CAE and Eastern Provincial Airways staff with the new EPA 737-200 flight simulator at the factory early in 1976 during final approval and acceptance. (Ed Bermingham)
The cockpit of the EPA 737-200 simulator during approval at CAE in 1976. (Ed Bermingham)
In the 1970s CAE remained a tiny competitor in the flight simulator world dominated by such giants as Link in the United States and Redifon in the UK. Nonetheless, CAE was winning a few contracts and already had a reputation for delivering high-quality products.
Initially introduced in Canada by Nordair in 1968, the Boeing 737-200 soon was delivering outstanding service and profits to Canadian operators — CPAir, EPA, Nordair, PWA and Transair.
So far there was no 737 “flight sim” in Canada, but the 737 was gaining in popularity, so training demands were increasing. Finally, in 1975 CAE won a contract to supply Halifax-based Eastern Provincial Airlines with a 737-200 full flight simulator to train its pilots.
EPA 737-200ss CF-EPO and CF-EPP at Wabush in 1975. (Larry Milberry)
CF-EPL landing at Toronto. Two of these three 737s since have “gone for pots and pans”, while CF-EPP was wrecked while landing at Gander in 2001. Even though nearly all the early Canadian 737-200s by now are long since retired, the ancient CAE/EPA sim on which hundreds of 737-200 pilots trained since 1976 remains in daily use. (Larry Milberry)
Unless Canadian operators were doing sim training in the US, pilot training and qualification upgrades mainly still were being done expensively in the airplanes as “OJT” — on the job training. Having its own sim instantly enhanced training at EPA. Delivered early in 1976, the sim remained in Halifax at least into 1984. Other 737 operators bought time on it, so it turned into a valuable cash cow for EPA.
In 1984 EPA was sold to Canadian Airlines International of Vancouver. Some time thereafter, EPA’s 737 sim was shipped across Canada to Vancouver.
The 1976-model CAE Boeing 737-200 flight simulator as it sits today in the Air Canada training centre at Vancouver. Note that it remains in its vintage Canadian Airline International colour scheme. (A.T. Jarvis)
The present day cockpit. Note that the basic instrumentation remains, but how numerous improvements have been added (compare with the original version above). (A.T. Jarvis)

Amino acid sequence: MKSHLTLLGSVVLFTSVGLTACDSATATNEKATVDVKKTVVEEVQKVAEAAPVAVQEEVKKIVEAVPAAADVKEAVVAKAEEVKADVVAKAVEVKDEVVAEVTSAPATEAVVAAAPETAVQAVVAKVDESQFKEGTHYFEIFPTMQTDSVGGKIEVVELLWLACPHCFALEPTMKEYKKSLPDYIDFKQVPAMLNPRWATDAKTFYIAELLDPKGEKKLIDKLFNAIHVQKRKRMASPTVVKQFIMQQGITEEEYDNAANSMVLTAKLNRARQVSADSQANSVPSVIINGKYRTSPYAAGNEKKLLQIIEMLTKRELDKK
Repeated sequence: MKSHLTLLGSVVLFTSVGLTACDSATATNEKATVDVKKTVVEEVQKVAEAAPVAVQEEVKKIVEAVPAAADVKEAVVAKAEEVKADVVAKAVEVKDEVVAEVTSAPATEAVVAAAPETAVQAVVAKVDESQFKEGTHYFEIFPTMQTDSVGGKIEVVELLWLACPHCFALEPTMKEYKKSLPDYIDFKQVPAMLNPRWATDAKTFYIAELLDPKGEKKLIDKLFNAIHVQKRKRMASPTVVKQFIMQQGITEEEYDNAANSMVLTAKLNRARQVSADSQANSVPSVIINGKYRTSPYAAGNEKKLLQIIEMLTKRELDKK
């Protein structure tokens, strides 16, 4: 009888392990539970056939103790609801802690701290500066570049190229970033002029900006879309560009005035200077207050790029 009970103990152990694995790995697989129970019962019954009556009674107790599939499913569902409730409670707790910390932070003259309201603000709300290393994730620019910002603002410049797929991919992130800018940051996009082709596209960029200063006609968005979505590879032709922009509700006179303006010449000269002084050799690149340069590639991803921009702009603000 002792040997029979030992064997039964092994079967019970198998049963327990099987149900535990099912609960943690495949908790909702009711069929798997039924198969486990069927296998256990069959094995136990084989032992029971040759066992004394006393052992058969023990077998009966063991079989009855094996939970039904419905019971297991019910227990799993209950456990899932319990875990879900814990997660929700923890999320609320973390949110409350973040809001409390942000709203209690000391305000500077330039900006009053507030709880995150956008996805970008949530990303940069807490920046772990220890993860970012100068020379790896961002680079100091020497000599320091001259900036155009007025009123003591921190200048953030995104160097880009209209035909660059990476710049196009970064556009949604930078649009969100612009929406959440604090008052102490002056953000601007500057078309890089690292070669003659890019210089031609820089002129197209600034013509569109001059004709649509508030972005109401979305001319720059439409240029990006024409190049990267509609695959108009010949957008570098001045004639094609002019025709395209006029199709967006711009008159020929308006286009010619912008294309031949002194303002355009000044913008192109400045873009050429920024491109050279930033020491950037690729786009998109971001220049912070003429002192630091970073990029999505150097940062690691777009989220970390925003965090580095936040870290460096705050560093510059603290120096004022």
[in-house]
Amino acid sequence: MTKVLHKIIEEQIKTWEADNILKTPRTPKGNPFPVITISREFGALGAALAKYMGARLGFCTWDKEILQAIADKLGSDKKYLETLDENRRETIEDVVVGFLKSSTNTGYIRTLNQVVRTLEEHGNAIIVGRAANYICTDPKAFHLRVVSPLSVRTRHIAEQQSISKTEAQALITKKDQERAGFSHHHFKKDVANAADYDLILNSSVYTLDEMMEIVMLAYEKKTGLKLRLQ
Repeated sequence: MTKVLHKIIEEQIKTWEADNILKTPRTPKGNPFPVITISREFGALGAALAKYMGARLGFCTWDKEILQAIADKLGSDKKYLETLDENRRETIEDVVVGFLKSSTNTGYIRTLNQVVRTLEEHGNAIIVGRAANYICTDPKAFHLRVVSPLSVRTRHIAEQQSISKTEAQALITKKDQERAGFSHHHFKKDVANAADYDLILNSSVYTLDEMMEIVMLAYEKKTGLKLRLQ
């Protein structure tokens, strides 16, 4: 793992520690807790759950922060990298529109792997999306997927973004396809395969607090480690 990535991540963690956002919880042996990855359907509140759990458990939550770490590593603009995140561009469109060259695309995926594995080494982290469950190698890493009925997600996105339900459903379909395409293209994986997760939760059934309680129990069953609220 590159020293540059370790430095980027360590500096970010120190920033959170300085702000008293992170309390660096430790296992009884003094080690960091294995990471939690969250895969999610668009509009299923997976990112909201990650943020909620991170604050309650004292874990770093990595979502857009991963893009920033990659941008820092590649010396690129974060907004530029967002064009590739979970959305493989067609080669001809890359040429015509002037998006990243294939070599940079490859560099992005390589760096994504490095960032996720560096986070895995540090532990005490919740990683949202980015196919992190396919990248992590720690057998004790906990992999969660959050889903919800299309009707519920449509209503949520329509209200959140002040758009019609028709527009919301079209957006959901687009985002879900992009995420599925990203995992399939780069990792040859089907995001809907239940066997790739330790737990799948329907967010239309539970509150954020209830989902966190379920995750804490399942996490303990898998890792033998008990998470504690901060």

The old-fashioned looking instructor’s station in today’s sim. Clunky, but it works. (A.T. Jarvis)
Photo Gallery: Canada’s Historic 737-200 Fleet
This series of photos illustrates some of the many airlines whose pilots have trained since 1976 on this reliable old piece of CAE technology.
Canada’s first Boeing 737 was Nordair’s CF-NAB. This historic 737 soon was serving points from the High Arctic to the tropics. 737 operations on ice were pioneered by Nordair. Sadly, “NAB” is long gone — who would ever dream of saving such a valuable piece of Canadian air transport history, right! (All, Larry Milberry)
CP Air 737 C-GCPT landing at Vancouver in September 1986.
Transair 737 CF-TAO at Toronto on January 5, 1974.
NWT Air 737 C-GNWT waits at Winnipeg on November 14, 1990 for its next DEW Line re-supply mission. NWT Air today is part of FirstAir, whose 737-200 pilots still train on the famous old CAE sim in Vancouver.
NWT eventually was sold to Air Canada, so adopted the new owner’s fleet colours. These NWT Air 737-200s were at Yellowknife on August 18, 1995 (C-GNWN nearest).
Pacific Western Airlines was a major Canadian 737-200 operator, which also trained pilots in the EPA sim over the years. Here, C-GJPW waits at Edmonton “Muni” on May 17, 1987.
Canadian North uses the Air Canada/CAE 737-200 sim. Here C-GDPA 737-200 (formerly of Dome Petroleum) arrives at “YFB” Iqaluit on a February 2006 quick turn-around from Ottawa bound for Rankin Inlet and Yellowknife.
RCAF Commits to the Most Advanced in Simulation Training
To give a sense of the depth in technology development in simulation training today, check out this recent item from Defence News: “Canada Setting the Scene for Future Pilot Training Program”. It discusses where Canada’s air force is going in simulation training, when considering such fleets as the CH-147F Chinook, CC-117 Globemaster III and CC-130J Super Hercules.
For the broader history about the evolution of flight simulation, order yourself a copy of Aviation in Canada: The CAE Story, 2015’s blockbuster aviation book of the year.